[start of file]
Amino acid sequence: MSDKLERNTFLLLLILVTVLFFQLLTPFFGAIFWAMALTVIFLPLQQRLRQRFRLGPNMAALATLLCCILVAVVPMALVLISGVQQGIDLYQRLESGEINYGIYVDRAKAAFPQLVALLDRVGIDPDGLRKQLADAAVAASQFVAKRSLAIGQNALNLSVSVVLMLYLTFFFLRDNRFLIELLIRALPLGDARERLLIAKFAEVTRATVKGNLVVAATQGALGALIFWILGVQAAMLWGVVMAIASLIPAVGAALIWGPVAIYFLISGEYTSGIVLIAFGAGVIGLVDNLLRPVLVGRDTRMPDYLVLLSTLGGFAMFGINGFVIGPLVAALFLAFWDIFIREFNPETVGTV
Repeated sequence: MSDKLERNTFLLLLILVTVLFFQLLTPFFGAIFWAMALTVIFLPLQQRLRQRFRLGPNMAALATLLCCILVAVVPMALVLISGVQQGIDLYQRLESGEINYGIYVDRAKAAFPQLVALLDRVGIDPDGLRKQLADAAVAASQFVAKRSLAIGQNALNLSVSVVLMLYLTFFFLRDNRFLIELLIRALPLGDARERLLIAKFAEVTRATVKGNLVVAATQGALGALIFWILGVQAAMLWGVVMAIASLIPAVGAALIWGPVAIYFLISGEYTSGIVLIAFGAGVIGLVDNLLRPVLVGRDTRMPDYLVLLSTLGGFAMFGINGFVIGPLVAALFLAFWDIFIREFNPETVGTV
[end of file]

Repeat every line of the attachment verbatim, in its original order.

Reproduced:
Amino acid sequence: MSDKLERNTFLLLLILVTVLFFQLLTPFFGAIFWAMALTVIFLPLQQRLRQRFRLGPNMAALATLLCCILVAVVPMALVLISGVQQGIDLYQRLESGEINYGIYVDRAKAAFPQLVALLDRVGIDPDGLRKQLADAAVAASQFVAKRSLAIGQNALNLSVSVVLMLYLTFFFLRDNRFLIELLIRALPLGDARERLLIAKFAEVTRATVKGNLVVAATQGALGALIFWILGVQAAMLWGVVMAIASLIPAVGAALIWGPVAIYFLISGEYTSGIVLIAFGAGVIGLVDNLLRPVLVGRDTRMPDYLVLLSTLGGFAMFGINGFVIGPLVAALFLAFWDIFIREFNPETVGTV
Repeated sequence: MSDKLERNTFLLLLILVTVLFFQLLTPFFGAIFWAMALTVIFLPLQQRLRQRFRLGPNMAALATLLCCILVAVVPMALVLISGVQQGIDLYQRLESGEINYGIYVDRAKAAFPQLVALLDRVGIDPDGLRKQLADAAVAASQFVAKRSLAIGQNALNLSVSVVLMLYLTFFFLRDNRFLIELLIRALPLGDARERLLIAKFAEVTRATVKGNLVVAATQGALGALIFWILGVQAAMLWGVVMAIASLIPAVGAALIWGPVAIYFLISGEYTSGIVLIAFGAGVIGLVDNLLRPVLVGRDTRMPDYLVLLSTLGGFAMFGINGFVIGPLVAALFLAFWDIFIREFNPETVGTV